7 October 2008

Credit crunch for breakfast?

This is obviously a cereal that will run and run. Robert Peston reports that he expected the banks to be too proud to ask for government money. I’m rather bemused about how he might have formed this opinion given their recent behaviour. Fawning over the hand that feeds has been more the style amongst financiers of late. Darling is quite rightly resisting giving any more public money than is absolutely necessary, hence his piecemeal rather than global rescue strategy. The pundits who are calling for total guarantees and US-style largesse should be reminded that it will be their grandchildren who will be paying off these debts, just as we, the grandchildren of the 1930s, only finished repaying the wartime debts to the USA last year. I wonder if there is a connection there?

The real policy question is why any Chancellor should shovel money into the gaping maw of the banks where it will serve no purpose but paying off their debts. They have provided an effective distraction by arguing that without their finance the real economy would seize up. But our primary attention should be focused on that economy, the one where people actually make stuff and do useful things. There is no reason to use the banks as middlemen.

The banks’ lack of concern for the real economy is shown in their profiteering from the difference between the bank rate and the rates of interest they charge to businesses. This is now the only way banks still have to leverage money out of the economy and their use of it will rapidly increase the number of businesses going bankrupt. They are using the same tactics on mortgage-payers, which will cause an increase in foreclosures and damage the housing market yet again. Far from being the saviours, the banks are shown again to be the destroyers of the economy.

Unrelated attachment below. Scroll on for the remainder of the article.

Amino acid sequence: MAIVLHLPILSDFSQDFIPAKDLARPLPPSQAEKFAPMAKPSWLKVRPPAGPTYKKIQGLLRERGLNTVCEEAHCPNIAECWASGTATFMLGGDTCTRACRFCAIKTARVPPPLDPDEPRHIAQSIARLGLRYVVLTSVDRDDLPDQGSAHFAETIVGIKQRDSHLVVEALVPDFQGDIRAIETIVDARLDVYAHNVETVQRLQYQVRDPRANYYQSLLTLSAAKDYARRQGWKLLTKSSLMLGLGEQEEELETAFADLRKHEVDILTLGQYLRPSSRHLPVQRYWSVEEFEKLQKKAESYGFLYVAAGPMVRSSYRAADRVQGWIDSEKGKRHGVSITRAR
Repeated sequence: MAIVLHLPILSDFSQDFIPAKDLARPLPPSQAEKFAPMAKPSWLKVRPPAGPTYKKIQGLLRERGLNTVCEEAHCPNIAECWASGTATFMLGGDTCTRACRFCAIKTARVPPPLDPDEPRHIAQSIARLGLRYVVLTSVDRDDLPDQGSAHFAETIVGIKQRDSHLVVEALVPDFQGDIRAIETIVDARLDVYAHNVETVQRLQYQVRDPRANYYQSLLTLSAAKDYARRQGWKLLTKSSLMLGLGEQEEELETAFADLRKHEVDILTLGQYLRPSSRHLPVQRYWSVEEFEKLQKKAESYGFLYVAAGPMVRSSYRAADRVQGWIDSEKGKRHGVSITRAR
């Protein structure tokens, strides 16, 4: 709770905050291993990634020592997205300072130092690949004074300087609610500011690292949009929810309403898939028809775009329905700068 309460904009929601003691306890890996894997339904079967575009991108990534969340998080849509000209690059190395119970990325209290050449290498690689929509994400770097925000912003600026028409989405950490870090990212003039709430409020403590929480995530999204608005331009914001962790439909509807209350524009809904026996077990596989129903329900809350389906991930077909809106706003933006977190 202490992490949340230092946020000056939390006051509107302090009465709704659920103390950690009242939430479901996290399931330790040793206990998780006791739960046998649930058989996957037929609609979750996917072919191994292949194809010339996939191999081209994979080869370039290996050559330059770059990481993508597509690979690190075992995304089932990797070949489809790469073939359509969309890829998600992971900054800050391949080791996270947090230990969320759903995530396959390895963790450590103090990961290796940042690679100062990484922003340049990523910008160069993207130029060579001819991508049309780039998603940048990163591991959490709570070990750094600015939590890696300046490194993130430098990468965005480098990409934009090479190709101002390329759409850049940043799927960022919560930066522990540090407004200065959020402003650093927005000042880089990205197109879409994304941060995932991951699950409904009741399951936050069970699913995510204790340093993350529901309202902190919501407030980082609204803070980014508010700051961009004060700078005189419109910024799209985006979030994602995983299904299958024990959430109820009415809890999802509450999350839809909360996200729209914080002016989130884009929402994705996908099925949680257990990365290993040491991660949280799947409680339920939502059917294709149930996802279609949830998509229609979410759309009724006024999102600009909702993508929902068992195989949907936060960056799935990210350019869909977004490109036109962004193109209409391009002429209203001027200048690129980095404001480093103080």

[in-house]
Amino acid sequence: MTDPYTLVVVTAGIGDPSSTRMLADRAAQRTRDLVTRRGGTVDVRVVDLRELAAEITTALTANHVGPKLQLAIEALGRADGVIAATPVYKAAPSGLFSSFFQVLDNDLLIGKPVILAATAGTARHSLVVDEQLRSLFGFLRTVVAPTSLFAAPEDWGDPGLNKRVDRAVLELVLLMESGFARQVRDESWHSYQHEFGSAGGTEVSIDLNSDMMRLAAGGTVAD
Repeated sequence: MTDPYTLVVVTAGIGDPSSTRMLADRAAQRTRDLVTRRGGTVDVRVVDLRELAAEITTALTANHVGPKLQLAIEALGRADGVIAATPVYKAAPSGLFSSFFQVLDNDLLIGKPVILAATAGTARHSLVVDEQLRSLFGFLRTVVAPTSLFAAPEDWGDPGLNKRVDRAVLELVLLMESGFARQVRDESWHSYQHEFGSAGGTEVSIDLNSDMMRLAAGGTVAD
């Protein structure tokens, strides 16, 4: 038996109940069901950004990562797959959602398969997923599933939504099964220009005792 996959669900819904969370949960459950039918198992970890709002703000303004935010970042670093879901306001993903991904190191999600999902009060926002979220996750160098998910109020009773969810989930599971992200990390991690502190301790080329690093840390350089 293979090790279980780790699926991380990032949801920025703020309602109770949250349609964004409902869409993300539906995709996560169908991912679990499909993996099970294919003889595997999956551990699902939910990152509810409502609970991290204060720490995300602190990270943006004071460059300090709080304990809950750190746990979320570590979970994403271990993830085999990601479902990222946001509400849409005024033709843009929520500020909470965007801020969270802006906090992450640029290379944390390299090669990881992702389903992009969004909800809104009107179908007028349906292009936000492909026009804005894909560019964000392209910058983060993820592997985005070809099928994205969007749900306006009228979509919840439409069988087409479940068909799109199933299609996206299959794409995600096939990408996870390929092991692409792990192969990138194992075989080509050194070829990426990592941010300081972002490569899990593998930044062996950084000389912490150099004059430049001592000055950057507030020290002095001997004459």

Darling’s plan should focus on the small businesses that provide 99% of the employment in this country. He should establish an ‘Economy Saving Bank’ (literally!) and use taxpayers money through that route to be channelled into business lending. Does this begin to seem like political management of the economy? Might I be the first to mention that unspoken phrase ‘credit controls’? If money is in short supply it seems only sensible to ration it. Those who need to borrow can justify their right to the shrinking pot on the basis of their usefulness to society. My guess would be that in any democratic system the banks would come rather low on this list at present.

Thanks to the Green Bean Counter for the joke and to Lew Rockwell for the cartoon.

1 comment:

  1. Dozing in a hotel bedroom in Mexico two weeks ago I heard Dubya announce that 'people have to realise that markets don't work' followed by a senator declaring 'this is financial socialism and it is un-American'. Right on all counts. So, as an alternative to Molly's suggestion, how about nationalising all banks, imposing democratic regulation and, to stop the current rot, suspending all stock market activity for two weeks to let things calm down?